Dragons, lions, sharks and monkeys - the animal changes from country to country

Prompted by the upcoming season two of ‘Løvens Hule’ (The Lion’s Den), as it’s called here in Denmark, I wanted to take a look at the history and the makeup of the program. It’s actually a lot bigger than I thought at first, so it was a pleasant surprise to find that the show has been running all over the world! Startups and entrepreneurs from more than 30 countries as diverse and far between as Australia, Vietnam, USA, Sweden, Nigeria. Israel and South Africa have gone into the investors with the hopes of accelerating their business.

The format of the program is pretty much the same all over. There are minor differences in some countries and seasons, but the framework is the same:

You pitch – you answer questions – you negotiate an investment (if you’ve caught the attention of the investors with the pitch, that is)

Typically people are looking for investments in return for 5-20 percent of their business, but money is not always everything. The fact that an experienced investor is getting in on their project can be a big part of why the contestant goes on the show too.

Fierce animals

Given that this is the English version of the blog, you may have already noticed, that the fierce animal the contestants will face changes from country to country. The original animal was a Tiger, as the show in Japan was called ‘Money Tigers’, but other popular animals are Dragons (as in the UK and France fx), Sharks (as in the US and Australia*) and Lions (as here in Denmark and Romania fx).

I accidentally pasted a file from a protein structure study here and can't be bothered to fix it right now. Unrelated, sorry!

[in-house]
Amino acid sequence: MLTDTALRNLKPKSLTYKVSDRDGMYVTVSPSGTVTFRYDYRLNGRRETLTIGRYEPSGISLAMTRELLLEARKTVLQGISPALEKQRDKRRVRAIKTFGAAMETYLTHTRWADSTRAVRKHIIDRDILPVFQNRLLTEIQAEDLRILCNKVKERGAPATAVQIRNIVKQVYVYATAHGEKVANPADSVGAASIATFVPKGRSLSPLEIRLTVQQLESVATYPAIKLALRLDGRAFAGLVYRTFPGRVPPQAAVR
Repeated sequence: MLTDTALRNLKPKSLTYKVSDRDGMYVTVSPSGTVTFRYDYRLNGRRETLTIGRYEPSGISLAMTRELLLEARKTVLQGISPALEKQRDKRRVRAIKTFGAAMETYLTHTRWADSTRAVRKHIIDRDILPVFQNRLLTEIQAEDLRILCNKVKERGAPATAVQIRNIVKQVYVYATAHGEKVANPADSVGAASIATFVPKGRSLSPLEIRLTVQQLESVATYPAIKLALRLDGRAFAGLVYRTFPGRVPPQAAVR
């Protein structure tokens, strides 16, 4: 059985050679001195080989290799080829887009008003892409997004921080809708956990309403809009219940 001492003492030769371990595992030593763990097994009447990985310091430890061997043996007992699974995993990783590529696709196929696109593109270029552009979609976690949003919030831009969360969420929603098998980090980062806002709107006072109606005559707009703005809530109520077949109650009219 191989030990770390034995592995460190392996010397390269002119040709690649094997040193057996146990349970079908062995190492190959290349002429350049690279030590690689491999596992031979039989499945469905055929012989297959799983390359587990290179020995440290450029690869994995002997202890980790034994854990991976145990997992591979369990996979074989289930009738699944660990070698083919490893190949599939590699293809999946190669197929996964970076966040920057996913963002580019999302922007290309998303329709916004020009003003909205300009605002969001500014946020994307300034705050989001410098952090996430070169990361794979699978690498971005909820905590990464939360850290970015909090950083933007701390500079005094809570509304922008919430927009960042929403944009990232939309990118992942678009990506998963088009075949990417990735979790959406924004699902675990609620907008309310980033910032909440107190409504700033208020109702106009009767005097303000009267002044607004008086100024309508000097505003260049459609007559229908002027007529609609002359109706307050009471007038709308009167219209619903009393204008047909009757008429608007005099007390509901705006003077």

The name of the show is not always with animals, as titles like ‘Your Opportunity’, ‘The Traders’ and ‘The Project’ also figure in the list of this franchise.

*Australia has actually had the show twice – once called ‘Dragons Den’ and once ‘Shark Tank’.

Deal or no deal

To get an investment from the sharks, lions, dragons or whatever they’re called, the contestants need a good pitch. One of the investors on the American version said, that “The contestants need to convince us of the product or the idea in the first 90 seconds. If they haven’t done it by then, all the time in the world won’t matter.” If they do convince the investors, the contestants have an equity and an investment in mind, but sometimes the sharks/lions/dragons have other figures in mind. Some haggling may follow!

The deals made on camera are not 100 percent binding, though. Because the show is built on the pitch, the investors don’t get to do research on the contestants and their businesses in advance. That means, the investors go home and do their homework after the show – due diligence as it’s called – and if something doesn’t check out, the deal could go south.

How many of the deals made on the show that fall through afterward is hard to gauge, but in some countries and seasons it’s supposed to upwards of 50 percent. So make sure you’ve got your facts straight before you go on the show!

Investors are not always right!

This is an important lesson for every startup: no investment doesn’t equal a bad idea. Case in point – Tangle Teezer. A comb for tangled hair. Shaun Pulfrey offered 15 percent of his company for £80.000 in the 2007 season on the British ‘Dragons Den’. Everyone said no on the show, but Pulfrey soldiered on with his business. Fast forward to July 2016, and rumor has it, Pulfrey is looking to sell his Tangle Teezer business for £200 million. As this hair-pun filled article from The Daily Mail points out, if the sale goes through at that valuation, Pulfrey will be worth five times the worth of one of the dragons on the show. The dragons mocked Pulfrey’s idea, but now his product is sold basically all over the world.

Mikkel Guldbjerg Jensen

Mikkel Guldbjerg Jensen

Mikkel’s goal is to spread the Pitcherific-tool as far and wide as possible to allow startups to get off to a good start. Mikkel roams the communication channels and organizes the communications effort of Pitcherific.

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